Eine Brille liegt auf einem aufgeschlagenen Buch

What are you reading, Dr. Seumenicht?

Dr. Oksana Seumenicht is a member of the Research Funding Department team at the MDC. Books were always something very important in her life – she still remembers herself as a proud 6-year-old borrowing books from the public library in the little town in the southern Ukraine where she grew up.

Since February 24th 2022 I hardly took a book to my hands, I have to admit. My homeland is in flames, my relatives, as 14 million of other Ukrainians (a third of the country’s pre-war population) had to flee, and the brutality of this war became a new reality of our lives.

In “normal” times, i.e. before the war, I was rarely reading only one book at a time. So right now, I am somewhere in the middle of “Lemberg: Die vergessene Mitte Europas” by Lutz C. Kleveman and “The science of meditation” by Daniel Golemann & Richard J. Davidson. I would strongly recommend both. The last book I have finished reading was “The Red Prince: The Fall of a Dynasty and the Rise of Modern Europe” by Timothy Snyder. He is a Yale historian specializing in the modern history of Central and Eastern Europe. I consider his book “Bloodlands: Europe Between Hitler and Stalin” a must read for anybody trying to understand better what is going on in this part of Europe right now.

Oksana Seumenicht

“The Red Prince” is a literary monument of an extraordinary personality, the Habsburg archduke Wilhelm (1895-1948). At the same time, through the story of life of this eccentric and brave man, the book describes the times and events leading to a dramatic change of world order, when empires ruling Europe disintegrated (sadly not all), and the modern Europe of national states as we now know it was born.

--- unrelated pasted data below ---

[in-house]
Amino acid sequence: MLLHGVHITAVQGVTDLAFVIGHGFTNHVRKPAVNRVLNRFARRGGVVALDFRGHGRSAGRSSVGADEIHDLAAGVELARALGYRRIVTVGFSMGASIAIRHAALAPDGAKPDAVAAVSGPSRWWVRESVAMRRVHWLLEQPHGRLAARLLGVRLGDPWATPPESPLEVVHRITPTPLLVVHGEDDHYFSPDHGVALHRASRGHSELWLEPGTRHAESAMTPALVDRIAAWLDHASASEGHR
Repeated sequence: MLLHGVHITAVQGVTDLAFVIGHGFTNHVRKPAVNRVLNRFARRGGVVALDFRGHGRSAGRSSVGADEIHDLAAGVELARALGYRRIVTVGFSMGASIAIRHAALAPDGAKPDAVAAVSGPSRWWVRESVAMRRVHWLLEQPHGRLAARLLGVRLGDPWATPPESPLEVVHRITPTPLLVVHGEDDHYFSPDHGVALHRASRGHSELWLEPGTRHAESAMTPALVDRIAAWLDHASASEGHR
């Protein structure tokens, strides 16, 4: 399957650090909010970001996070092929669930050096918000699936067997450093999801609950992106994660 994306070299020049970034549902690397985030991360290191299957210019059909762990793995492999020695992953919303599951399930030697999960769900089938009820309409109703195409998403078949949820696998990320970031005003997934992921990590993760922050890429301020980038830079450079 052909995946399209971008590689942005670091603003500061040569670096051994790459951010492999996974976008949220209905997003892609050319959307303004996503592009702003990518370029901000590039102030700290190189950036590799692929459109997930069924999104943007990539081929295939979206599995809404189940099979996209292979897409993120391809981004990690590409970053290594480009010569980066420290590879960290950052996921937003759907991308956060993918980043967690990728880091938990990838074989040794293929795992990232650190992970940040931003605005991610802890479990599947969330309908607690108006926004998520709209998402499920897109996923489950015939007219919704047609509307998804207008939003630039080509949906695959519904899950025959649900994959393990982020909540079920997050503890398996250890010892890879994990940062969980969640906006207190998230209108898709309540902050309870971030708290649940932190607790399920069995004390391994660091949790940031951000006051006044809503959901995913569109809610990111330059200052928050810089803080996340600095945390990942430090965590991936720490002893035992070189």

Born as an archduke of Austria, Wilhelm von Habsburg chose to be known as Vasyl Vyshyvanyi (Ukrainian: Василь Вишиваний). The name derives from ‘vyshyvanka’. That is a festive embroidered shirt, which has a close to sacred meaning for Ukrainians and can be considered as an identity-marker. How comes that a Habsburg archduke spoke Ukrainian, became a colonel of the Ukrainian Sich Riflemen (a Ukrainian unit within the Austro-Hungarian Army during the WWI), and a Ukrainian poet? How much must the Soviet Union have been afraid of the unwavering desire of Ukraine to be an independent country, that in 1947 the Soviet security services considered it necessary to arrest the archduke in Vienna, interrogate him, bring him to Kyiv, and charge him for preparing to become the hetman (ruler) of Ukraine during WW I? Wilhelm died in Kyiv prison remaining true to his “Ukrainian dreams”.

I like Timothy Snyder’s talent for story-telling and his style. It is quite analytical (so one learns a lot – for me it was the history of Balkans and other peoples of the former Austro-Hungarian empire that was greatly enlightening), but it is not your dry history book. It is as much about historical facts as it is about a very passionate, sometimes troubled, personality and the quest for one’s identity and life purpose. Snyder discusses the attempt to reinstate the Austro-Hungarian empire as a sort of a predecessor of the European Union. This was a state, where different nations were acknowledged and able develop their culture and were represented politically. The other (larger) part of Ukraine had sadly no such luck, being overrun by the Russian empire, which – as we also see today – denies its very right to exist.

For me this book is foremost about the choices we make, the responsibility we (have to) take or the price we pay. And about identity as something we could choose and are not just born with.

Timothy Snyder: "The Red Prince: The Fall of a Dynasty and the Rise of Modern Europe", Vintage